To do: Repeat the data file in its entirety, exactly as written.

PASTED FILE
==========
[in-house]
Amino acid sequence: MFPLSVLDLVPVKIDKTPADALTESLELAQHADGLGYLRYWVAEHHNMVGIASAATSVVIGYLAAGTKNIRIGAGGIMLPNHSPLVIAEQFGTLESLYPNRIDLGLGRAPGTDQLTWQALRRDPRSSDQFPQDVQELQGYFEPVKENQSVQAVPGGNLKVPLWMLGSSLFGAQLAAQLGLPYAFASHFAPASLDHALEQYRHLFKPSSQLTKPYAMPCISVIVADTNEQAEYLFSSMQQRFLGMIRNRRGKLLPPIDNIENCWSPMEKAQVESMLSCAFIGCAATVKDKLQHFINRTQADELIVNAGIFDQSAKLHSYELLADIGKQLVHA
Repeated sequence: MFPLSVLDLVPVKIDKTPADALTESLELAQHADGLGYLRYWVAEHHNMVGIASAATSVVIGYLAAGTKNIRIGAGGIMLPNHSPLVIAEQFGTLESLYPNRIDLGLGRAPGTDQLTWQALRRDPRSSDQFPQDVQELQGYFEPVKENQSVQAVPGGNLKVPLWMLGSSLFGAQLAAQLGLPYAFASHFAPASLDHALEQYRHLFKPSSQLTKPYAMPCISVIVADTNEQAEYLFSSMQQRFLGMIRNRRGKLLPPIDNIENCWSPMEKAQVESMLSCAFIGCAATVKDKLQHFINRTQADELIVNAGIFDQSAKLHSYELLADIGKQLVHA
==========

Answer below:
[in-house]
Amino acid sequence: MFPLSVLDLVPVKIDKTPADALTESLELAQHADGLGYLRYWVAEHHNMVGIASAATSVVIGYLAAGTKNIRIGAGGIMLPNHSPLVIAEQFGTLESLYPNRIDLGLGRAPGTDQLTWQALRRDPRSSDQFPQDVQELQGYFEPVKENQSVQAVPGGNLKVPLWMLGSSLFGAQLAAQLGLPYAFASHFAPASLDHALEQYRHLFKPSSQLTKPYAMPCISVIVADTNEQAEYLFSSMQQRFLGMIRNRRGKLLPPIDNIENCWSPMEKAQVESMLSCAFIGCAATVKDKLQHFINRTQADELIVNAGIFDQSAKLHSYELLADIGKQLVHA
Repeated sequence: MFPLSVLDLVPVKIDKTPADALTESLELAQHADGLGYLRYWVAEHHNMVGIASAATSVVIGYLAAGTKNIRIGAGGIMLPNHSPLVIAEQFGTLESLYPNRIDLGLGRAPGTDQLTWQALRRDPRSSDQFPQDVQELQGYFEPVKENQSVQAVPGGNLKVPLWMLGSSLFGAQLAAQLGLPYAFASHFAPASLDHALEQYRHLFKPSSQLTKPYAMPCISVIVADTNEQAEYLFSSMQQRFLGMIRNRRGKLLPPIDNIENCWSPMEKAQVESMLSCAFIGCAATVKDKLQHFINRTQADELIVNAGIFDQSAKLHSYELLADIGKQLVHA